Fed's Kocherlakota: FOMC Missing Inflation and Employment Targets
Narayana Kocherlakota, President of the Federal Reserve Bank of Minneapolis, was speaking on Tuesday in a monetary policy report at the Rochester, Minnesota Chamber of Commerce. The first topic is on the Fed falling short of employment growth objectives. It was also said that the Federal Reserve may not hit its inflation target for years.
On growth, prices and employment, Kocherlakota said:
Raising the level of stimulus puts upward pressure on both inflation and employment. Lowering the level of stimulus puts downward pressure on both inflation and employment. Second, the FOMC's actions only affect inflation and employment with a lag, usually thought to be about one and a half to two years. Finally, over the long run, monetary policy is the prime determinant of the overall rate of inflation in the economy, but many factors beyond monetary policy affect the level of employment.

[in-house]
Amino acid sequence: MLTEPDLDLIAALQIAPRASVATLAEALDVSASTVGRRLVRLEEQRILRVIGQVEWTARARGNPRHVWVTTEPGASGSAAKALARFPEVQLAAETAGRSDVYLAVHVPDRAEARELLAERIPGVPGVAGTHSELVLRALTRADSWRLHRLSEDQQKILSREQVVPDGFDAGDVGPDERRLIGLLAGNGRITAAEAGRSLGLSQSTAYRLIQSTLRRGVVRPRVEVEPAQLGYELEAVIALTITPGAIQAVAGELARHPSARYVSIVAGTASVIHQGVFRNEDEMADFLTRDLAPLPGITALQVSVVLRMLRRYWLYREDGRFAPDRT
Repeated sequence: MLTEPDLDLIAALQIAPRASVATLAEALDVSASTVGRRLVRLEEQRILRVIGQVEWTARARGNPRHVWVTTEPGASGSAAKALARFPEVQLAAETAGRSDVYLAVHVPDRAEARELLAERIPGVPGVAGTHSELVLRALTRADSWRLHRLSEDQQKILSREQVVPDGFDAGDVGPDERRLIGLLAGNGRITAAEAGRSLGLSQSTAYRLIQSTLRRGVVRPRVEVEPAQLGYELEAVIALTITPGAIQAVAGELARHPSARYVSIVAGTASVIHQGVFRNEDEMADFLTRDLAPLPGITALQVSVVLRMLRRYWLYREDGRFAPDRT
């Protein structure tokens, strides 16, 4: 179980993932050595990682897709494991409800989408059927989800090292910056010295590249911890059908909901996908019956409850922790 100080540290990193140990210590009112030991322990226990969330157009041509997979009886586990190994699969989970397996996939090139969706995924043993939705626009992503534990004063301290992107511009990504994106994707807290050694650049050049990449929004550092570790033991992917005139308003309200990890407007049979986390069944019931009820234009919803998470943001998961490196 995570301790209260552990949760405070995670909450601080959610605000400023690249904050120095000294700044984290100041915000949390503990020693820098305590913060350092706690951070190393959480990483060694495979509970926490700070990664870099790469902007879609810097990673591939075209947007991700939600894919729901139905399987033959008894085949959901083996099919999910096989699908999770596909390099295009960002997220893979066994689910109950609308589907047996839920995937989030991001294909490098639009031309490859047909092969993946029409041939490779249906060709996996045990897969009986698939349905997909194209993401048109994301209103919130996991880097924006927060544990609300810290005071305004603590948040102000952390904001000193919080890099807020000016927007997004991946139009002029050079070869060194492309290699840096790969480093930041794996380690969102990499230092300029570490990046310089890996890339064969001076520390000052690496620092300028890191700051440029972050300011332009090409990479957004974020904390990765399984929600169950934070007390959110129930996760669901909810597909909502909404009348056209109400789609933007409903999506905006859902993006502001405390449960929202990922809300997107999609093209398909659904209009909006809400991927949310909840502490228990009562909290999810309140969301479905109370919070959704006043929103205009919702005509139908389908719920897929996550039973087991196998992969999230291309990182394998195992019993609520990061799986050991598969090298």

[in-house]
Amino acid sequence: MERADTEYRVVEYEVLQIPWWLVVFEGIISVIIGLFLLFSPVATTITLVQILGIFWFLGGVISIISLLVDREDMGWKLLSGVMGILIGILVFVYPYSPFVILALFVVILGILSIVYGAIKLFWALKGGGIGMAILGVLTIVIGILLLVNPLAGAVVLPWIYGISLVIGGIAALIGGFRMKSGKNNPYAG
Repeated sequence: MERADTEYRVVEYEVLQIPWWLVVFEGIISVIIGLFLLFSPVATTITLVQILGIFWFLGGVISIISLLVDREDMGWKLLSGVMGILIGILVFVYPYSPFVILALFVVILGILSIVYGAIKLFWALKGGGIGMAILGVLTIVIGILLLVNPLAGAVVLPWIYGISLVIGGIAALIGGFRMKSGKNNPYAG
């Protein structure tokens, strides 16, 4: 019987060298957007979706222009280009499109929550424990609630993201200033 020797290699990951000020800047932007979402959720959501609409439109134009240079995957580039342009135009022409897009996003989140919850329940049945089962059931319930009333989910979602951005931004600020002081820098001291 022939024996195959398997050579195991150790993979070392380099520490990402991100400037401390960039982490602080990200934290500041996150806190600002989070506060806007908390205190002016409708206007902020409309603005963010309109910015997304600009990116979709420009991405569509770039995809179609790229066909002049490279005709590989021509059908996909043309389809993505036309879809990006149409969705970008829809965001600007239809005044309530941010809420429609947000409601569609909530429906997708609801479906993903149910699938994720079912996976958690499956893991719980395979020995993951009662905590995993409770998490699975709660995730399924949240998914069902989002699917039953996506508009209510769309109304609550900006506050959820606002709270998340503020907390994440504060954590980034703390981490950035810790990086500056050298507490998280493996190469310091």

Kocherlakota said on inflation:
So, inflation has been running too low over the past six-plus years to be consistent with price stability. The good news is that the FOMC does expect inflation to turn back toward 2 percent. However, I expect that return to 2 percent to take a long time — probably on the order of four years. And I'm not the only one forecasting a slow return to 2 percent inflation. Earlier this year, the Congressional Budget Office predicted that inflation will not reach 2 percent until 2019.
On full employment, Kocherlakota said:
I've argued that the low inflation rate is a signal that the FOMC is underperforming with respect to its maximum employment objective. ... In the wake of the recession, the unemployment rate reached a peak of 10 percent in October 2009. ... Since that date — over four years ago! — the unemployment rate has fallen slowly to 6.7 percent. ... The current unemployment rate is also high relative to most forecasts of its expected long-run level. Personally, I expect that, over the long run, the unemployment rate will converge to just over 5 percent. Basically, an unemployment rate of 6.7 percent means that the U.S. labor market is far from healthy.
SEE ALSO: IMF Looks for Better Growth in 2014 to 2015
Filed under: Economy